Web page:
Some even said they use piracy as an easy quality check--they pirate the content, use it, then if they like it, they buy a legal copy. Huh? Do you steal a shirt, wear it, and if it wears well, go back and pay for it? No? Because you have to pay for the products you take, whether you wind up liking them or not, right? That's how the world works. One person admitted to pirating an entire series of books, even though she hated all of them and thinks the author should now pay her for wasting her time. Seriously? Why read the entire series if she hated it? And even if she hated it, she still used it! She made the conscious decision to devote her time to reading a series she hates, yet somehow the author she stole from owes her money? What kind of logic is that?

Entitlement. Guys. The world doesn't owe us free songs movies, books, images, video games, and software just because we exist. "Free stuff" is not among the rights guaranteed with citizenship (to any country). We're not talking about food, clothing, or shelter. We're talking about luxury. Not having a new song the day it comes out won't kill you. So you have no right to steal it, even if everyone else is doing it.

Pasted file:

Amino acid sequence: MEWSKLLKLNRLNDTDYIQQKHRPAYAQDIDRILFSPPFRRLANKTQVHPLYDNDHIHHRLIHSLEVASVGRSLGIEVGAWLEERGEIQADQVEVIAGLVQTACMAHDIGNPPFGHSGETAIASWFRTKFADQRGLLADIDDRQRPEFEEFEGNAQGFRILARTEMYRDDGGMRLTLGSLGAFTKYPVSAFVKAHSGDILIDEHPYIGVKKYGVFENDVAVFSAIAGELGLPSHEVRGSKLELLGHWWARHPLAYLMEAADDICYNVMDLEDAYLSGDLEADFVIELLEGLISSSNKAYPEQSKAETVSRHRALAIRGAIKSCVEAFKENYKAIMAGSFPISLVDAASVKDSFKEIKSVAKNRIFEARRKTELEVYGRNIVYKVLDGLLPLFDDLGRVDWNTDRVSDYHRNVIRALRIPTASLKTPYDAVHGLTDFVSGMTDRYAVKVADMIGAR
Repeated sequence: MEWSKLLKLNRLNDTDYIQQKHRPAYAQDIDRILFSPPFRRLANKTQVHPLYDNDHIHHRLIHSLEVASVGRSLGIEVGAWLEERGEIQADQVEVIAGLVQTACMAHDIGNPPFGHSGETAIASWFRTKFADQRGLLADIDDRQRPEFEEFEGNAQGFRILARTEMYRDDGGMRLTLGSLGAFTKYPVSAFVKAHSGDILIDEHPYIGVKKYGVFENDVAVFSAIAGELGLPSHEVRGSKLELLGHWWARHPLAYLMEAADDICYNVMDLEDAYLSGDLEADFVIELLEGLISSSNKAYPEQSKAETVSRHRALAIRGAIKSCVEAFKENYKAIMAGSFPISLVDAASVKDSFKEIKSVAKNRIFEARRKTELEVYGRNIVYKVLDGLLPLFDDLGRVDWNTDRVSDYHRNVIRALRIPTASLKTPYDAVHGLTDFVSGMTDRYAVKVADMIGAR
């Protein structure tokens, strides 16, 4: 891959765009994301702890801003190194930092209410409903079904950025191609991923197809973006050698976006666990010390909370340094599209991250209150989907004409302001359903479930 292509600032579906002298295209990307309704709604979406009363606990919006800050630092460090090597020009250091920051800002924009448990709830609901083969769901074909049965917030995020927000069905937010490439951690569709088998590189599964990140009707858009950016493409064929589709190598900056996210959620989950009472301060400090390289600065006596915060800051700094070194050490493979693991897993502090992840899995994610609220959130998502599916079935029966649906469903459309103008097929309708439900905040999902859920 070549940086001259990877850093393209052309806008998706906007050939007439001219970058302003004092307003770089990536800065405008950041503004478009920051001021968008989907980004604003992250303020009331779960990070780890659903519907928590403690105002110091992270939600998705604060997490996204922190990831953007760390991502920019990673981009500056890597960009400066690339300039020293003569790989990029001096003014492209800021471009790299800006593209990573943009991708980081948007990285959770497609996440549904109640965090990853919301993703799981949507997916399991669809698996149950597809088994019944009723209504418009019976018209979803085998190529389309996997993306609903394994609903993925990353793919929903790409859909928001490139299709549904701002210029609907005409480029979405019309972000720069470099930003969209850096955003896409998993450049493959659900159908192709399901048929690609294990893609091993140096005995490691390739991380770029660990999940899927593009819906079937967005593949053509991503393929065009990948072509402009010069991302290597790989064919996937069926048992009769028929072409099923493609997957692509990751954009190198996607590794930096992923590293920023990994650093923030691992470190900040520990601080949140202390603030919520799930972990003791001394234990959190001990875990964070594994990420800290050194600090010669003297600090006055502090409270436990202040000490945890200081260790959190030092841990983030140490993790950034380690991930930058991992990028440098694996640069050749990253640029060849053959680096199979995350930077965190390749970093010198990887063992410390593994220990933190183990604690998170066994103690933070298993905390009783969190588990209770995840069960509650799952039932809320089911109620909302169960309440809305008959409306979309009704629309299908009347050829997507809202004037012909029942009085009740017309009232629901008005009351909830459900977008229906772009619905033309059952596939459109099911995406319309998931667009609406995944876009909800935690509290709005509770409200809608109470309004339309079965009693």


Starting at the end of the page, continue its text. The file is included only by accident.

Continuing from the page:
So, basically what I've learned is this: People who want to steal will steal, and they'll justify it any way they can. Period. That way they get free stuff, but can still sleep at night, right? Because what kind of self-respecting pirate feels guilty for stealing?